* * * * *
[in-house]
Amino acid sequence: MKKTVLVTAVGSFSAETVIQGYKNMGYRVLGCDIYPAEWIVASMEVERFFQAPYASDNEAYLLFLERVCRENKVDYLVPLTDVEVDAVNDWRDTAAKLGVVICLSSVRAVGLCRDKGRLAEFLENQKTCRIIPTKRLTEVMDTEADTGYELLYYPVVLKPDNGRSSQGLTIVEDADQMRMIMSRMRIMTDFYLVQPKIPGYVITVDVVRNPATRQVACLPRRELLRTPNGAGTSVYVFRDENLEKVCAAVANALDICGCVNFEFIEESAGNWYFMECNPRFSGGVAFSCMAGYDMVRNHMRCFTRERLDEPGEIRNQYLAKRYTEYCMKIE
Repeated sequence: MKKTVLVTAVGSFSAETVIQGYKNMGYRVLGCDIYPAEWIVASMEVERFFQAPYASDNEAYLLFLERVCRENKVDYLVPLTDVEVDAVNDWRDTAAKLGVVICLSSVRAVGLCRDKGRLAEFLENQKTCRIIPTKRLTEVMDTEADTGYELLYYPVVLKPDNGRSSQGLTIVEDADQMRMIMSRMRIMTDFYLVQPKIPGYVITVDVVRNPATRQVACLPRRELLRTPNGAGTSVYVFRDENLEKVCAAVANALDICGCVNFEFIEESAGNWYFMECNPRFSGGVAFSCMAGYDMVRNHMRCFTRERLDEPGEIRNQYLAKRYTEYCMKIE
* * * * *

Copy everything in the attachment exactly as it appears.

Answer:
[in-house]
Amino acid sequence: MKKTVLVTAVGSFSAETVIQGYKNMGYRVLGCDIYPAEWIVASMEVERFFQAPYASDNEAYLLFLERVCRENKVDYLVPLTDVEVDAVNDWRDTAAKLGVVICLSSVRAVGLCRDKGRLAEFLENQKTCRIIPTKRLTEVMDTEADTGYELLYYPVVLKPDNGRSSQGLTIVEDADQMRMIMSRMRIMTDFYLVQPKIPGYVITVDVVRNPATRQVACLPRRELLRTPNGAGTSVYVFRDENLEKVCAAVANALDICGCVNFEFIEESAGNWYFMECNPRFSGGVAFSCMAGYDMVRNHMRCFTRERLDEPGEIRNQYLAKRYTEYCMKIE
Repeated sequence: MKKTVLVTAVGSFSAETVIQGYKNMGYRVLGCDIYPAEWIVASMEVERFFQAPYASDNEAYLLFLERVCRENKVDYLVPLTDVEVDAVNDWRDTAAKLGVVICLSSVRAVGLCRDKGRLAEFLENQKTCRIIPTKRLTEVMDTEADTGYELLYYPVVLKPDNGRSSQGLTIVEDADQMRMIMSRMRIMTDFYLVQPKIPGYVITVDVVRNPATRQVACLPRRELLRTPNGAGTSVYVFRDENLEKVCAAVANALDICGCVNFEFIEESAGNWYFMECNPRFSGGVAFSCMAGYDMVRNHMRCFTRERLDEPGEIRNQYLAKRYTEYCMKIE